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4th Circuit: NAACP can’t suppress pro-life group’s free speech

NAACP unsuccessfully tries to silence criticism of its pro-abortion position
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  RICHMOND, Va. – The U.S. Court of Appeals for the 4th Circuit ruled Tuesday that a non-profit organization did not violate trademark infringement laws after posting an article online that parodied the name of the National Association for the Advancement of Colored People.

In October 2014, an ADF allied attorney filed an opening brief on behalf of The Radiance Foundation in a lawsuit against the NAACP after a federal district court ruled it engaged in trademark infringement.

“The First Amendment freedom to comment upon, and even parody, the positions, policies, and activities of groups like the NAACP has a very long history of protection,” said Charles M. Allen with the law firm Goodman, Allen, & Filetti and one of more than 2,500 private attorneys allied with ADF. “The Radiance Foundation merely expressed its opinion of the NAACP’s abortion activism in an article. The NAACP cannot use trademark law to shield itself from criticism by denying others the right to use its name when they are expressing their opinions.”

“We are incredibly grateful to ADF and our attorney, Chuck Allen, for defending what the NAACP claims to protect: our most basic civil rights,” said Radiance Foundation Co-Founder Ryan Bomberger, an African-American citizen journalist and pro-life leader. “The 4th Circuit panel’s unanimous decision upholds our First Amendment freedom to criticize and parody the NAACP’s support of abortion.”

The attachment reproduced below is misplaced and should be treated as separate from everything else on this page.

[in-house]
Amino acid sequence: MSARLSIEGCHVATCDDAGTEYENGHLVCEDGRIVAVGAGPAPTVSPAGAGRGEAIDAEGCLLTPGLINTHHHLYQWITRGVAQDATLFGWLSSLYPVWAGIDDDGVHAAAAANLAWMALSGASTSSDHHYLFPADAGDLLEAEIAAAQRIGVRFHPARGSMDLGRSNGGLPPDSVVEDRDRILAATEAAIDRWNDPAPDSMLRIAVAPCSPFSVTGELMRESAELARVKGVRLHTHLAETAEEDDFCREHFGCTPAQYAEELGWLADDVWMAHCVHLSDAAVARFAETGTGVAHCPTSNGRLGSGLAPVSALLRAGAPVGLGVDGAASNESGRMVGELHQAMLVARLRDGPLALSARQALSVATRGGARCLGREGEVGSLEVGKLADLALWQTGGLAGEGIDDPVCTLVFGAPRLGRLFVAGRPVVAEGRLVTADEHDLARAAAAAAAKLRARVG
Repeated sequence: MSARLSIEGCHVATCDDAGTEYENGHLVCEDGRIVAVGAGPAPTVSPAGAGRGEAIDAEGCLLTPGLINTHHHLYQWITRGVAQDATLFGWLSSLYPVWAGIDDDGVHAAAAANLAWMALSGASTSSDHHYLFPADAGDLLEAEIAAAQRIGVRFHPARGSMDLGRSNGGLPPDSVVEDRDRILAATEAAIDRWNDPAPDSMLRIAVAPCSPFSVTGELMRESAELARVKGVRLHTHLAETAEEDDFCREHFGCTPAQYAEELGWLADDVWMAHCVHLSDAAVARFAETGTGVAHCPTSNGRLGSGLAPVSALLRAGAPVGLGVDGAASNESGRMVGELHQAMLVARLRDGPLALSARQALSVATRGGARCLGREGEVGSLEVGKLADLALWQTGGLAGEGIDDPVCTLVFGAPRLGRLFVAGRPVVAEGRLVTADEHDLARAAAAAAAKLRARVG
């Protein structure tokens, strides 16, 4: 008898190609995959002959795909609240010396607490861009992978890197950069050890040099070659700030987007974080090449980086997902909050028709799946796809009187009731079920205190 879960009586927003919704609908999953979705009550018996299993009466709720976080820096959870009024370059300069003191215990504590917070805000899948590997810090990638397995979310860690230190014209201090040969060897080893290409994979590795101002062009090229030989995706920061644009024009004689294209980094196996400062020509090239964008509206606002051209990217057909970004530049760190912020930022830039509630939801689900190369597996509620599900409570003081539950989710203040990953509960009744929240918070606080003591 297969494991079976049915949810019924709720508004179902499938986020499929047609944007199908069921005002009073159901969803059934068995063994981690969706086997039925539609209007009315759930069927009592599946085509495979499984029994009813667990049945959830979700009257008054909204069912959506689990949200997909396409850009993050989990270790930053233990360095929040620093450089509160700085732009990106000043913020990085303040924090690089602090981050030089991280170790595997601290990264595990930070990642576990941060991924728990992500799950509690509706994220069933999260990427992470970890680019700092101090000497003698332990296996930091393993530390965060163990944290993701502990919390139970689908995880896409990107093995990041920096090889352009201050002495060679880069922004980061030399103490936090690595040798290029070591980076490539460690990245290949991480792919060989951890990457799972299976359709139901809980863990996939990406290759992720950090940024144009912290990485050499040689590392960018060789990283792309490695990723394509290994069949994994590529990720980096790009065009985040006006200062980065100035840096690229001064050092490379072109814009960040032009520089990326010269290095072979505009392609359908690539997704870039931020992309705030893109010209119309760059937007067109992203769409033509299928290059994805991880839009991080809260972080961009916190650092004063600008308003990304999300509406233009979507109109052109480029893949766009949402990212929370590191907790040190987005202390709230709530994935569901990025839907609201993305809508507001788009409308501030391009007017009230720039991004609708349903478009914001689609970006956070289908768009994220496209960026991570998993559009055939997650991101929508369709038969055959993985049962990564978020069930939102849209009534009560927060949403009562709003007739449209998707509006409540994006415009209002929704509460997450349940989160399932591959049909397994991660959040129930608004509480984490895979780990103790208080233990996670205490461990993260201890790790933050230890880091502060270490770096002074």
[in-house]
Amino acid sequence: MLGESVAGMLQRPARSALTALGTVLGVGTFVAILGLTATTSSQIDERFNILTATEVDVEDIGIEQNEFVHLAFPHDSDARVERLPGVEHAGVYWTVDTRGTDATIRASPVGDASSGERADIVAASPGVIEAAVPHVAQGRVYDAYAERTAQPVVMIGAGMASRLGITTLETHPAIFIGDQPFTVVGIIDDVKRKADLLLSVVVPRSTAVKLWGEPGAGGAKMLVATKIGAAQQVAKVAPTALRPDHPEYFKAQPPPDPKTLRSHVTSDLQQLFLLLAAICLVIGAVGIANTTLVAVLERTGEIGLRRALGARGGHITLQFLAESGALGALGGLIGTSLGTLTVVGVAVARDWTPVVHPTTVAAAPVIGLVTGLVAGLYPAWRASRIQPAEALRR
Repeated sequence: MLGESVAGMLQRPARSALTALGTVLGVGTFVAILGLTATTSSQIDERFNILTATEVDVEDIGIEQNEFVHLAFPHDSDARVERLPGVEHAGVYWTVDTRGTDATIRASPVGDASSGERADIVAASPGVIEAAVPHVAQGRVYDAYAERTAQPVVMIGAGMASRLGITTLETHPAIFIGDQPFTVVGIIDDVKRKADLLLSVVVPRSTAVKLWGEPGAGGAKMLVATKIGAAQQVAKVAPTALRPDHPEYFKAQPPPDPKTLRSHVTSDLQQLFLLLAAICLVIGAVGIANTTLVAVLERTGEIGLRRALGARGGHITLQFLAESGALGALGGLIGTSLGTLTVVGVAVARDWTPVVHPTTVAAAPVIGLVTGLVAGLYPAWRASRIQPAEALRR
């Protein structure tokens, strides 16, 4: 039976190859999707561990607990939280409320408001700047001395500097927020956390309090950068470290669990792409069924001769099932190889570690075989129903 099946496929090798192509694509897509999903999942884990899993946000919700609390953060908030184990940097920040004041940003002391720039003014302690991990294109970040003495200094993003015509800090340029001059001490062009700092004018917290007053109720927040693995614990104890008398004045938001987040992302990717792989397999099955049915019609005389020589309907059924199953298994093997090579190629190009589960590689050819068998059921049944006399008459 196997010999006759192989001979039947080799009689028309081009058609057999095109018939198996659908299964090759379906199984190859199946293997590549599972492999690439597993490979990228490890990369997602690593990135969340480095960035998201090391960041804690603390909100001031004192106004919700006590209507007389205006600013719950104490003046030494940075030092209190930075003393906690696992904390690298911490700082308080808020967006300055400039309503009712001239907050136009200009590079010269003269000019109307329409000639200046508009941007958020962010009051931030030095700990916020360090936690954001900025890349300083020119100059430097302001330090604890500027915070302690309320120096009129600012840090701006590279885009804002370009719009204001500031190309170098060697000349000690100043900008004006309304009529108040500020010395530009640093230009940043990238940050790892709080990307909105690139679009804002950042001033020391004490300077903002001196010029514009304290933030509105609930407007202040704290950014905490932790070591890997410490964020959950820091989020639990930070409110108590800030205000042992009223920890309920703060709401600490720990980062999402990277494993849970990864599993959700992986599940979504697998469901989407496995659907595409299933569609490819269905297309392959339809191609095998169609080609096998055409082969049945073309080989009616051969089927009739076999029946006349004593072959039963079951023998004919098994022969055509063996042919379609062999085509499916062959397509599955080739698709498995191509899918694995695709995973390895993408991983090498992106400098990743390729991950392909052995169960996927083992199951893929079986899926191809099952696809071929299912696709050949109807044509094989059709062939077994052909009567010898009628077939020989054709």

In January 2013, Radiance, a non-profit organization dedicated to educating people about social issues from a Christian perspective, posted an article on two of its websites critical of the NAACP’s position on abortion and its support of Planned Parenthood. After the article, “NAACP: National Association for the Abortion of Colored People,” was posted, the NAACP received complaints about its position on abortion and sent a cease-and-desist letter to Radiance, threatening trademark infringement litigation if Radiance refused to comply with the NAACP’s demands.

“Radiance’s twist on the famous moniker follows in the same vein as articles that refer to the NRA as the ‘National Republican Association’ or the ACLU as the ‘Anti-Christian Lawyers Union,’” says the opinion in The Radiance Foundation v. National Association for the Advancement of Colored People. “The critical message conveyed by the satirical mark itself and in the commentary that follows ensures that no confusion about the source of the commentary will last, if in fact it is generated at all.”

“The First Amendment protects the freedom of all organizations, regardless of their political or religious views, to comment on the views of others,” added ADF Senior Counsel Steven H. Aden. “The 4th Circuit was right to reverse the district court’s flawed decision which discriminated against free speech.”

Alliance Defending Freedom is an alliance-building, non-profit legal organization that advocates for the right of people to freely live out their faith.


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